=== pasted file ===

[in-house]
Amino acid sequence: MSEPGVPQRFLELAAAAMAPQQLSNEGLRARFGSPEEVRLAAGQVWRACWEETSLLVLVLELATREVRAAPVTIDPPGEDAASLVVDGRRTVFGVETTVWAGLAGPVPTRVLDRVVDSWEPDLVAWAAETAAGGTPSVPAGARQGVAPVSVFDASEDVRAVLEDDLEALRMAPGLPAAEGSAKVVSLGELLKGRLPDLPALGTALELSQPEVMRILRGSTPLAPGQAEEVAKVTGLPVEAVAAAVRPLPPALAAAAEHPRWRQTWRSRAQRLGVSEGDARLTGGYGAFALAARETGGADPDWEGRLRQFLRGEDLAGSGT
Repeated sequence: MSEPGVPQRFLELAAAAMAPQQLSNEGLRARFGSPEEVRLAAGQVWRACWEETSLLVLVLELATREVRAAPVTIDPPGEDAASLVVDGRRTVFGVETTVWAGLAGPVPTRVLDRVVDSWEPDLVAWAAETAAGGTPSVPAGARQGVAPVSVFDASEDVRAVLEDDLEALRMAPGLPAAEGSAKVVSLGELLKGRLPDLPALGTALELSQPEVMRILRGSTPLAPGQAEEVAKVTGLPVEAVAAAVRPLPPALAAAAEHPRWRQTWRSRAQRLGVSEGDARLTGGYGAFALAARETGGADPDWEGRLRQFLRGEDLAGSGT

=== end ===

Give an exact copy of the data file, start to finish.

[in-house]
Amino acid sequence: MSEPGVPQRFLELAAAAMAPQQLSNEGLRARFGSPEEVRLAAGQVWRACWEETSLLVLVLELATREVRAAPVTIDPPGEDAASLVVDGRRTVFGVETTVWAGLAGPVPTRVLDRVVDSWEPDLVAWAAETAAGGTPSVPAGARQGVAPVSVFDASEDVRAVLEDDLEALRMAPGLPAAEGSAKVVSLGELLKGRLPDLPALGTALELSQPEVMRILRGSTPLAPGQAEEVAKVTGLPVEAVAAAVRPLPPALAAAAEHPRWRQTWRSRAQRLGVSEGDARLTGGYGAFALAARETGGADPDWEGRLRQFLRGEDLAGSGT
Repeated sequence: MSEPGVPQRFLELAAAAMAPQQLSNEGLRARFGSPEEVRLAAGQVWRACWEETSLLVLVLELATREVRAAPVTIDPPGEDAASLVVDGRRTVFGVETTVWAGLAGPVPTRVLDRVVDSWEPDLVAWAAETAAGGTPSVPAGARQGVAPVSVFDASEDVRAVLEDDLEALRMAPGLPAAEGSAKVVSLGELLKGRLPDLPALGTALELSQPEVMRILRGSTPLAPGQAEEVAKVTGLPVEAVAAAVRPLPPALAAAAEHPRWRQTWRSRAQRLGVSEGDARLTGGYGAFALAARETGGADPDWEGRLRQFLRGEDLAGSGT